Defense Department cyber forces are tasked first and foremost with defending DoD networks. The first of three core mission sets for U.S. Cyber Command and its cyber mission force, which is poised to reach initial operational capability on Friday September 30
to Cyber Command Commander Michael Rogers, is to defend the Department of Defense Information Networks. As part of this effort, there has not been a strategic vision for such a mission, until now.
C4ISRNET has learned that a strategic document, titled the “The Joint Force Headquarters-DOD Information Networks Support Plan for DODIN operations and Defensive Cyber Operations-Internal Defensive Measures,” was approved by the commander of JFHQ-DoDIN, Lt. Gen. Alan Lynn and Adm. Rogers on September 21, 2016.
JFHQ-DoDIN is tasked with global defense of the DoDIN.
According to a JFHQ-DoDIN spokesperson, the new strategic plan is the “first planning effort to fully address JFHQ-DODIN's mission to secure, operate, and defend the DODIN. It will be executed through a standing order that will provide direction for the operation of the DODIN. JFHQ-DODIN continues to evolve the plan to provide greater detail, including regional and functional support, in order to transition into a formal campaign plan.”
During a presentation earlier this year at the AFCEA Defensive Cyber Operations Symposium, JFHQ-DoDIN’s Deputy Director for Strategy and Plans Air Force Lt. Col. Patrick Daniel equated DoDIN defense to whack-a-mole.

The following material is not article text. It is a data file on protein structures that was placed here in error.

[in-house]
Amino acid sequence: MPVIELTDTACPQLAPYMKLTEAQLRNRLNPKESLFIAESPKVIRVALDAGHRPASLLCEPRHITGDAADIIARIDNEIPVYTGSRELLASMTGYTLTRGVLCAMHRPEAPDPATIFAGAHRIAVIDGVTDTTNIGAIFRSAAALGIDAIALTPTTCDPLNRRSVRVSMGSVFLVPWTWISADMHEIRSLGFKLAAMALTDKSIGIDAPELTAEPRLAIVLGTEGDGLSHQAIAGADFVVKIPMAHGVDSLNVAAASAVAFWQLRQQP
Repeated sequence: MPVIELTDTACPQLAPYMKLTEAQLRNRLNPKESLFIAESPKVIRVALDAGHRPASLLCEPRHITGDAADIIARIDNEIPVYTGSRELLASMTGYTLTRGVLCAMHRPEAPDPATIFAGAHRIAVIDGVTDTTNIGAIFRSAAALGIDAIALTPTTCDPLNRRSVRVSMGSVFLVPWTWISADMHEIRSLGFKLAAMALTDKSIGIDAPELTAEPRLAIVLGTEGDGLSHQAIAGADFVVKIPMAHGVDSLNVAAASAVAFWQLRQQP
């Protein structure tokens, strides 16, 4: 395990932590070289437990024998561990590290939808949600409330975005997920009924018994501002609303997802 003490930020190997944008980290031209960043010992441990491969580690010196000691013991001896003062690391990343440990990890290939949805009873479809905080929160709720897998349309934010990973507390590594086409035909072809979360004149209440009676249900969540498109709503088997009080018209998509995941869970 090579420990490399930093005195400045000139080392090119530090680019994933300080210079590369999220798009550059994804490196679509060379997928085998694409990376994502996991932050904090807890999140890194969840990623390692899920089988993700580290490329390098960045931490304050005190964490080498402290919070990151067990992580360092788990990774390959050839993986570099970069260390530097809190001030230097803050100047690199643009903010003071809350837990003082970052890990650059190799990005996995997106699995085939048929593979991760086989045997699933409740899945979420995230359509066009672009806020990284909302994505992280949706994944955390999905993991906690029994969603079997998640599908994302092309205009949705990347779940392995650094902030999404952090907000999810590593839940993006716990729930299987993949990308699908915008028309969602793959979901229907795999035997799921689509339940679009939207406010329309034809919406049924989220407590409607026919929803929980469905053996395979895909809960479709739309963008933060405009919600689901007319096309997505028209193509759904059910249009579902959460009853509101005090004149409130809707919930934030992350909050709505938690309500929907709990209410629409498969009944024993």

“In the past, as different incidents have happened across the DoDIN, we have been playing whack-a-mole – something pops up, we send a team,” he said, adding that this old process was not feasible.
The deliberative planning process for the plan
in September of 2015. Since this time JFHQ-DODIN has collaborated with mission partners, combatant commands and agencies within DoD to develop a strategic outline for operational-level, command and control of defensive cyberspace operations-internal defense measures.
Daniel said that understanding adversarial intent in cyberspace was the first step in undertaking a strategic look at DoDIN defense. “We can say that our adversaries in cyberspace, number one, attempt to disrupt our operations, number two, they want to steal our information, and number three, they want to gain access into our networks for follow-on operations,” he said.
In taking this information, DoD can get ahead of adversaries. “We have not done [this] before in the DoD,” he said. “Now we’re taking this deliberate strategic look going to plan, which will ultimately become an operation that governs our day-to-day DoDIN operations and [
Defensive Cyberspace Operations-Internal Defense Measures]
DCO-ICM activities globally.”
With the eventual implementation of the plan, Daniel said named operations in cyberspace,
by JFHQ-DoDIN’s deputy commander Air Force Brig. Gen. Robert Skinner as an operation that might target a particular system to ensure protection or the synchronization of maneuver forces for an objective, will go down.
While JFHQ-DoDIN was stood up in September 2015, there are still no plans for full operational capability. “As of right now there is not [an FOC date],” Skinner said. “We are working with our higher headquarters to actually determine what the specific mission function and tasks that are required that will determine what that date will be.”
Daniel said FOC will be conditions based adding that “at our IOC, we’re able to do a certain number of functions.”